A group of 10 designers from the Netherlands has teamed up with manufacturer Low & Bonar to create a set of products made from its non-woven Colback textile.
For an exhibition during this year's Dutch Design Week, the 10 participants presented their own interpretations of the unusual material, which is typically used for technical applications – from insulation and carpeting, to building dykes and roads.
Each of the designers were intentionally invited from a wide variety of disciplines, including interior, graphics and product design.
"The project started purely with the material," graphic designer Dana Dijkgraaf told Dezeen. "The company approached me and the other designers with one challenge: to research the aesthetic and functional features of Colback, and in the end, create a project with it."
For her offering, Dijkgraaf developed a visual language inspired by the title of the exhibition – In4Nite.
Using silk screening, digital and foil printing, she created rainbow-hued panels spread over folded layers of Colback.
Dijkgraaf also developed the catalogue for In4Nite from the same concept, using holographic typography on a Colback sheet reflected on silver paper.
"For me, the project was about the endless outcomes of the combination of different designers using the same material. It sounds like one plus ten is eleven, but for me the results are infinite."
Joris de Groot, inspired by the production processes of air filters, designed a pleated chair partly made from Colback. He collaborated with two factories, one specialising in laminating textiles, and the other specialising in pleating.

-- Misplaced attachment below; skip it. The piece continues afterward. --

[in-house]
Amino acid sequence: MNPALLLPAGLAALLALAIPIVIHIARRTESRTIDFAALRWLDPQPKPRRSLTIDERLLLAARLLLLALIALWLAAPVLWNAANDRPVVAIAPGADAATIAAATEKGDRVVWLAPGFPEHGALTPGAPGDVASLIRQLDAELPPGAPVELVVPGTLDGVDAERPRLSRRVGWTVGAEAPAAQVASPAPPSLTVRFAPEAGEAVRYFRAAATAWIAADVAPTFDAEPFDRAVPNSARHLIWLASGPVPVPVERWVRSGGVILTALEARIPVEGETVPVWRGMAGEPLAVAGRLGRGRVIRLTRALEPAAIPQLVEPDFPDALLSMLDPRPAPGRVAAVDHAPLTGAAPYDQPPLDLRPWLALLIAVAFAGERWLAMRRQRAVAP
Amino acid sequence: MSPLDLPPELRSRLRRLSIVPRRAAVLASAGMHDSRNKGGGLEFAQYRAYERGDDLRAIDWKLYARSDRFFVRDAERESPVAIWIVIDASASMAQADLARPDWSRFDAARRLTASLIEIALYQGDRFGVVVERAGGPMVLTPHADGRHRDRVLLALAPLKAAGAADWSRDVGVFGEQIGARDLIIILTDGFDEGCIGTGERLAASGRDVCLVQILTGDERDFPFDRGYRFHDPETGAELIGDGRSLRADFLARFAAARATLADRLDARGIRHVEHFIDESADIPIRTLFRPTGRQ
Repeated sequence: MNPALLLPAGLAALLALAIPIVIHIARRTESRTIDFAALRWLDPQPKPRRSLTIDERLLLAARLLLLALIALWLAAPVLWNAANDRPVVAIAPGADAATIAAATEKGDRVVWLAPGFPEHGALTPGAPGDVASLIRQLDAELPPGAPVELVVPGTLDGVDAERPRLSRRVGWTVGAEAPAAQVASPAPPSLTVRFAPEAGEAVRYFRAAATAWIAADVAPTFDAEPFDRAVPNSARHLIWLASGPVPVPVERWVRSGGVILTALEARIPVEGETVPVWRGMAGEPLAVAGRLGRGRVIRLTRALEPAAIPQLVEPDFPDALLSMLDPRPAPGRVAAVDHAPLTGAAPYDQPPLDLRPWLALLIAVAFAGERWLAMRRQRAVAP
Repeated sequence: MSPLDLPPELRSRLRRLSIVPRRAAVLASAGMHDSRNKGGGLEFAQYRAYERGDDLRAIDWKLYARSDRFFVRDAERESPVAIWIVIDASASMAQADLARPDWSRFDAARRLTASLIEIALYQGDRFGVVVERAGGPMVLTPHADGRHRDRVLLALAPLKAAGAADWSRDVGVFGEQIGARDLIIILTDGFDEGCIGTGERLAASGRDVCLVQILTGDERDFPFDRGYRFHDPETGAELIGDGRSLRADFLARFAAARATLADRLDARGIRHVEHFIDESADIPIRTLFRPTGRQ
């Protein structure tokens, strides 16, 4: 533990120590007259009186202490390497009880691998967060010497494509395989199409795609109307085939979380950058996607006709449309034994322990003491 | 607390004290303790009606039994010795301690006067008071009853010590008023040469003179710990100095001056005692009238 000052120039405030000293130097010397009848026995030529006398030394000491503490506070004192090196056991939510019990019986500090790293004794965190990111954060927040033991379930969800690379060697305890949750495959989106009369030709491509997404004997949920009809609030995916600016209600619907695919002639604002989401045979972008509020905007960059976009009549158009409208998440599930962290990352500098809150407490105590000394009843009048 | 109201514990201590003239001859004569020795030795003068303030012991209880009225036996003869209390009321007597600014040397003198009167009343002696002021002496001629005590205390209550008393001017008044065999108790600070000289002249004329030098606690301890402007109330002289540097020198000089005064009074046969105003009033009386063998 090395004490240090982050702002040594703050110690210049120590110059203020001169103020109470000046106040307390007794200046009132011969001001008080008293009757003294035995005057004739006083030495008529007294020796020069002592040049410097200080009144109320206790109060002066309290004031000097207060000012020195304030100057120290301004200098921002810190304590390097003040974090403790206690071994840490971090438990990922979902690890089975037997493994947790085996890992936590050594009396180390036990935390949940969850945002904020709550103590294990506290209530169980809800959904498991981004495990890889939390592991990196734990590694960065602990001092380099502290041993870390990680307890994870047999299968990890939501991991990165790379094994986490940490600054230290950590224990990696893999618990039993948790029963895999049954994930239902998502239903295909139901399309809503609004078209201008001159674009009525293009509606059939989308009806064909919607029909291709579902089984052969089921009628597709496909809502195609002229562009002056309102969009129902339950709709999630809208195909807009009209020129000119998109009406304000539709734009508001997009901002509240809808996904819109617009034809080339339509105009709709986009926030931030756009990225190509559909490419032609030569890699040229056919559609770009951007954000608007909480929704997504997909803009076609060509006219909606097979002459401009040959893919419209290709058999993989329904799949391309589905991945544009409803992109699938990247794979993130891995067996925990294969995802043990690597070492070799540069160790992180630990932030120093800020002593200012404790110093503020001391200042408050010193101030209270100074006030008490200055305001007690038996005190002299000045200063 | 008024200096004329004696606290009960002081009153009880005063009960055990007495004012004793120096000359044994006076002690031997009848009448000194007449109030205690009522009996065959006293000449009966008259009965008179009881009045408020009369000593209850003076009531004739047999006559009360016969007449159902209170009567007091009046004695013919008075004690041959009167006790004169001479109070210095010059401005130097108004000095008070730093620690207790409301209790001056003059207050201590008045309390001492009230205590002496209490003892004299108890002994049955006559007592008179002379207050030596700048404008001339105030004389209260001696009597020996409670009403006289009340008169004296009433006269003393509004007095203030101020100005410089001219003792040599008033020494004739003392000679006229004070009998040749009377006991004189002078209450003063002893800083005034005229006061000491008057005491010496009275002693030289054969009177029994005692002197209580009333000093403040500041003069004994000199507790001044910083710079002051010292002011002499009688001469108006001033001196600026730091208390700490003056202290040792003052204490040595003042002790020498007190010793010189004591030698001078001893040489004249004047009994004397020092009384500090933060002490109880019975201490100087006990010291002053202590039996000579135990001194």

Klaas Kuiken created a collection of lampshades using laser-cutting techniques. Reminiscent of the moon and the sun's phases, the lamps play with the translucent qualities of the material.
Rick Tegelaar, a product designer who often focuses on materials, developed a 3D print-like technique to "print" Colback fibres directly onto non-woven Colback material.
The designer built a machine that can "iron" the Colback yarn to the non-woven Colback. This customised FDM (fused deposition modelling) printing process adds rigidity to materials, and the result of his experiment was a series of six panels each featuring a different aspect from the study.
"Through pragmatic experiments and theoretical research, I discovered that Colback can be 3D-printed exceptionally well due to the unique core-skin composition of its fibre," said Tegelaar. "This triggered my interest to really look into the fibre and research its capabilities."
Tegelaar's project – and the exhibition as a whole – aimed to prompt other industries to explore different possibilities of the Colback material.
"We've now started a research project with a global footwear brand to try to implement the printing technique in their process." Tegelaar said. "In this way, we can potentially eliminate the use of glue in the fabrication of shoes."
Other pieces on show at the exhibition ranged from acoustic panels and window coverings, to a vertical garden and a cavernous chair.
In4Nite was on show during this year's Dutch Design Week, which took place in Eindhoven from 21 to 29 October 2017.
Also during the festival, Dezeen hosted a series of talks discussing how design can answer some of the world's big problems – these talks are available to watch via our Good Design for a Bad World page.